From email@example.com Wed Oct 17 04:44:24 2001
Date: Mon, 15 Oct 2001 13:38:36 -0500 (CDT)
From: Eric Jackson <firstname.lastname@example.org>
Subject: FW: trouble at Florida State University—Panama
I say that, in an exchange of personal barbs, compare credentials. What have Lawrence Abele and Jeremy Brown published, compared to what Richard Koster and Miguel Antonio Bernal have? What contributions have Abele and Brown made to Panama's civic life, or that of any other country's, compared to those made by Koster and Bernal? What risks have the parties to this argument made for the cause of freedom? (I could go on and on, and I don't want to imply that I have no political disagreement with Koster or with Bernal. The issue is that neither of these men are cavalierly dismissed other than by jerks.)
Florida State University has operated on Panamanian territory since 1957. For most of this time the university has been a good institution and a good guest. Florida State alumni have reached the top in government, in business, in the professions, and in the Panama Canal. Florida State was the first U.S. organization in the former Canal Zone to make a Panamanian its director. Of late, however, the university administration has been dismantling the faculty structure that insured its educational quality. Moreover, in the manner of its actions, it is insulting our hosts.
In 1957, Florida State University established a program of undergraduate courses for transfer credit in Panama, under contract to the U.S. armed forces but open to Panamanians and with Panamanians on its faculty and staff. In 1968, this program was converted into a degree-granting branch of the university in accord with standards established by the Southern Association of Colleges and Schools (SACS).
The most important of these standards, designed to insure that instruction offered in Panama was equal in quality to that offered on the main campus in Tallahassee, Florida, concerned the faculty. The branch was obliged to have one half of its courses taught by members of a permanent faculty with academic rank at the parent institution-an obvious requirement if degrees were to be conferred.
In 1974, 1984, and 1994 SACS examiners visited the Panama branch as part of its general review of whole university. They certified that the standards were being adhered to and reaffirmed the branch's accreditation. This accreditation became the basis a few years later of the university's successful petition to operate in Panama after 1999 as part of the City of Knowledge. It was also the basis on which the university, with the support of the U.S. Embassy in Panama and the American Chamber of Commerce, lobbied successfully for use of facilities at La Boca that formerly belonged to Panama Canal College.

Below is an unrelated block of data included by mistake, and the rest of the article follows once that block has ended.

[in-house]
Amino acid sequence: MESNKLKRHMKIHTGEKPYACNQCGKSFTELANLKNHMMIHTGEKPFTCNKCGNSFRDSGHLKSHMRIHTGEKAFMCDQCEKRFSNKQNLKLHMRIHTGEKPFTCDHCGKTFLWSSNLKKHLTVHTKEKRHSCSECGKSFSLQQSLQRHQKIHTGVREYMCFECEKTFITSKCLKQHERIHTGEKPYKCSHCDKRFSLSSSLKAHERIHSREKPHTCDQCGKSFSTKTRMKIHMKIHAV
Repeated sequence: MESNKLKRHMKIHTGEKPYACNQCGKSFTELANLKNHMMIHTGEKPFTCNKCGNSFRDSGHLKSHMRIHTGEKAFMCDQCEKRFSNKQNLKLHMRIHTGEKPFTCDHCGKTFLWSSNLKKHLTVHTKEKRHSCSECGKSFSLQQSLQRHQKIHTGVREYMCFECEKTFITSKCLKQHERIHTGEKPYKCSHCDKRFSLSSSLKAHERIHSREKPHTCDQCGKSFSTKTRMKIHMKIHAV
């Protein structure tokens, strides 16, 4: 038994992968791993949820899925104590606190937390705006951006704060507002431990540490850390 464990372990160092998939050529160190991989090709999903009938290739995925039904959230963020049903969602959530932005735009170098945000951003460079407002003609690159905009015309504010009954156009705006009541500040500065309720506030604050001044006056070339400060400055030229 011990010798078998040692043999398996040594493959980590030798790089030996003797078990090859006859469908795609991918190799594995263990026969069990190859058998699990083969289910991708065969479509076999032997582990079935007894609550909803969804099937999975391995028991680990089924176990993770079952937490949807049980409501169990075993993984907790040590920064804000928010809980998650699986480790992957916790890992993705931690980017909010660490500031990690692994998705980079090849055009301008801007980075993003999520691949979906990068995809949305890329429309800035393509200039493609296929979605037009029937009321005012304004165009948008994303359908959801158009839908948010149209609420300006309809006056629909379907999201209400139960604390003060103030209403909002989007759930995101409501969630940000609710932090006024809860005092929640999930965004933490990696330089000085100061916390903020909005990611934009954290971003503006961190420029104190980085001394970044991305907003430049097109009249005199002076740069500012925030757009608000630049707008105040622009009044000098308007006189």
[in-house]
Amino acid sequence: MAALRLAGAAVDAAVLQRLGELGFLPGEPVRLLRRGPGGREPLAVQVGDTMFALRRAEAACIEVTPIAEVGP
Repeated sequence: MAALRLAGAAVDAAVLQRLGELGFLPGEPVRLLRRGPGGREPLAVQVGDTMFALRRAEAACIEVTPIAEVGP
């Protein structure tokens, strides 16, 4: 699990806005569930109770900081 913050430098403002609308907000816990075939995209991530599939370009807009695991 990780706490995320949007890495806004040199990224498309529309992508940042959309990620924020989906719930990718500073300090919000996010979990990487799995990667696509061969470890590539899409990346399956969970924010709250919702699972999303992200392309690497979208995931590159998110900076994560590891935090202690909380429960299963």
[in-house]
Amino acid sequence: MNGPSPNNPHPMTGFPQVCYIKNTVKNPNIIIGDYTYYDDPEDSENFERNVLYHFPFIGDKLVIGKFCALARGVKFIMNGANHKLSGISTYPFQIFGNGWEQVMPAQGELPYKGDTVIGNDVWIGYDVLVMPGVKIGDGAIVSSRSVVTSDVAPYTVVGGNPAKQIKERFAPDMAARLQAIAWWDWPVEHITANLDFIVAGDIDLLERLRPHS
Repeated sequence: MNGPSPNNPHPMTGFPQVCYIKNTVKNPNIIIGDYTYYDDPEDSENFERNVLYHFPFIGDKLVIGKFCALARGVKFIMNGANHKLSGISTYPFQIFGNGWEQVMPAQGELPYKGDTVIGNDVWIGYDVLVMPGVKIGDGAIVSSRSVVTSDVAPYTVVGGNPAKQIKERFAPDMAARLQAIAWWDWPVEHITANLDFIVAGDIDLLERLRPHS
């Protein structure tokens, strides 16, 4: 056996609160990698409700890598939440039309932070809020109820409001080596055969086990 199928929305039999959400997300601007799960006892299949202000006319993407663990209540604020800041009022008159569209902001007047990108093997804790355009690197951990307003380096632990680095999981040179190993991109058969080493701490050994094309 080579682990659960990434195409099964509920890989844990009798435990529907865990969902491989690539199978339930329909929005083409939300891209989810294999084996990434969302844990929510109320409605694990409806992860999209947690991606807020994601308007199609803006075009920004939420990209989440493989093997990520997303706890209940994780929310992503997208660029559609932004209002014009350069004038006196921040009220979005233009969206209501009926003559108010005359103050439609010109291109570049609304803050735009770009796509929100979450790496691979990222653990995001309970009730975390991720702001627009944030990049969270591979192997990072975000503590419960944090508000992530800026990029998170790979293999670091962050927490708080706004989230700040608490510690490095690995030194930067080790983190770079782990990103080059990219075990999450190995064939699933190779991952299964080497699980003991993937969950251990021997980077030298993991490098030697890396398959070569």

As a dependency of the State of Florida, the university cannot acquire assets outside the state.
In order to continue operations in Panama after the withdrawal of U.S. forces the university dissolved the branch and created a Panamanian entity called FSU-Panama that the university contracts to teach courses. In June, 2000, members of the permanent Panama faculty ceased to be employees of Florida State University and became employees of FSU-Panama.
They found their situation utterly changed. The same professors with
the same qualifications were teaching the same courses to the same
students, but the structure that governed their relations with the
university had disappeared. No system of academic rank exists at
FSU-Panama. The rector, Dr. Jeremy Brown, refuses to establish any.
No method exists for faculty members to earn promotion-a vital
necessity when it comes to retaining and recruiting good instructors.
No rules or guidelines govern the performance of faculty members. The
contract between Florida State University and FSU-Panama states that
where possible FSU-Panama will follow procedures current at
the main campus in Tallahassee. In practice, however, the rector,
Dr. Brown, cites campus practices when he feels like doing so and
ignores them when he feels otherwise, making procedures up as he goes
along. On August 27, 2001, for example, he abolished the distinction
between FSU-Panama's permanent and adjunct faculties.
Many if not most universities employ adjunct professors who make their services available when they wish and are paid according to the courses they teach.
However, no university worth the name could function with adjuncts alone. Even the original FSU program of courses for transfer-credit, which I joined in 1964, had a permanent faculty, albeit we were only three members. We received annual salaries and taught a set number of courses per year. If one of our courses had to be cancelled, we took over a course that had been assigned to an adjunct professor. If no such course was available, we taught an extra course the following term. This policy continued after the program achieved branch status and the permanent faculty expanded accordingly. It continued when FSU-Panama replaced the branch. Dr. Jeremy Brown invoked it on two occasions during the past academic year (August, 2000 to May, 2001) when American professors had classes cancelled. On August 27, however, Dr. Brown cancelled one of two courses assigned to Dr. Miguel Antonio Bernal, a member of the permanent faculty, and advised Dr. Bernal that he would receive only half his salary.